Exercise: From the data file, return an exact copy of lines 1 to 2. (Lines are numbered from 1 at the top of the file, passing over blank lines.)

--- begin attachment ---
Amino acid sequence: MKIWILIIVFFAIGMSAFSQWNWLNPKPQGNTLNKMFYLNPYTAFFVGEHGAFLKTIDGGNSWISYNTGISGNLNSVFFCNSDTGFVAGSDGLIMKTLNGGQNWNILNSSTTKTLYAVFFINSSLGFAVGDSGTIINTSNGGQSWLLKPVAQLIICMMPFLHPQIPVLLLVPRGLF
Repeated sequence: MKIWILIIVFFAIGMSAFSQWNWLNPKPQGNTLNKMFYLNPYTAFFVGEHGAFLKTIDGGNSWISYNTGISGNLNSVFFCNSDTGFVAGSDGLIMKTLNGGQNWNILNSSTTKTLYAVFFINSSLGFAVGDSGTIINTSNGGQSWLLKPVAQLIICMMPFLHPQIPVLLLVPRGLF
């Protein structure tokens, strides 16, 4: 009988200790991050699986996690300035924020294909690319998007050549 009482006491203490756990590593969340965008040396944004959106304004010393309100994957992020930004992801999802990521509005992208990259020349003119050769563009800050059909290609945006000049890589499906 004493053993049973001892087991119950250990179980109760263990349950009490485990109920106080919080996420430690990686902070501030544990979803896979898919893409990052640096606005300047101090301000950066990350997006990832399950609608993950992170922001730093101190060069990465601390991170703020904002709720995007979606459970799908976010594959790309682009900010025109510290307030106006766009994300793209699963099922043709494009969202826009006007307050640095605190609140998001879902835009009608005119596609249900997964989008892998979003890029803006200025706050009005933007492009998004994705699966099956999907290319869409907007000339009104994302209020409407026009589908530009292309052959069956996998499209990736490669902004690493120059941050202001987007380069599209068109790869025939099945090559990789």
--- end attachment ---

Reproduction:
Amino acid sequence: MKIWILIIVFFAIGMSAFSQWNWLNPKPQGNTLNKMFYLNPYTAFFVGEHGAFLKTIDGGNSWISYNTGISGNLNSVFFCNSDTGFVAGSDGLIMKTLNGGQNWNILNSSTTKTLYAVFFINSSLGFAVGDSGTIINTSNGGQSWLLKPVAQLIICMMPFLHPQIPVLLLVPRGLF
Repeated sequence: MKIWILIIVFFAIGMSAFSQWNWLNPKPQGNTLNKMFYLNPYTAFFVGEHGAFLKTIDGGNSWISYNTGISGNLNSVFFCNSDTGFVAGSDGLIMKTLNGGQNWNILNSSTTKTLYAVFFINSSLGFAVGDSGTIINTSNGGQSWLLKPVAQLIICMMPFLHPQIPVLLLVPRGLF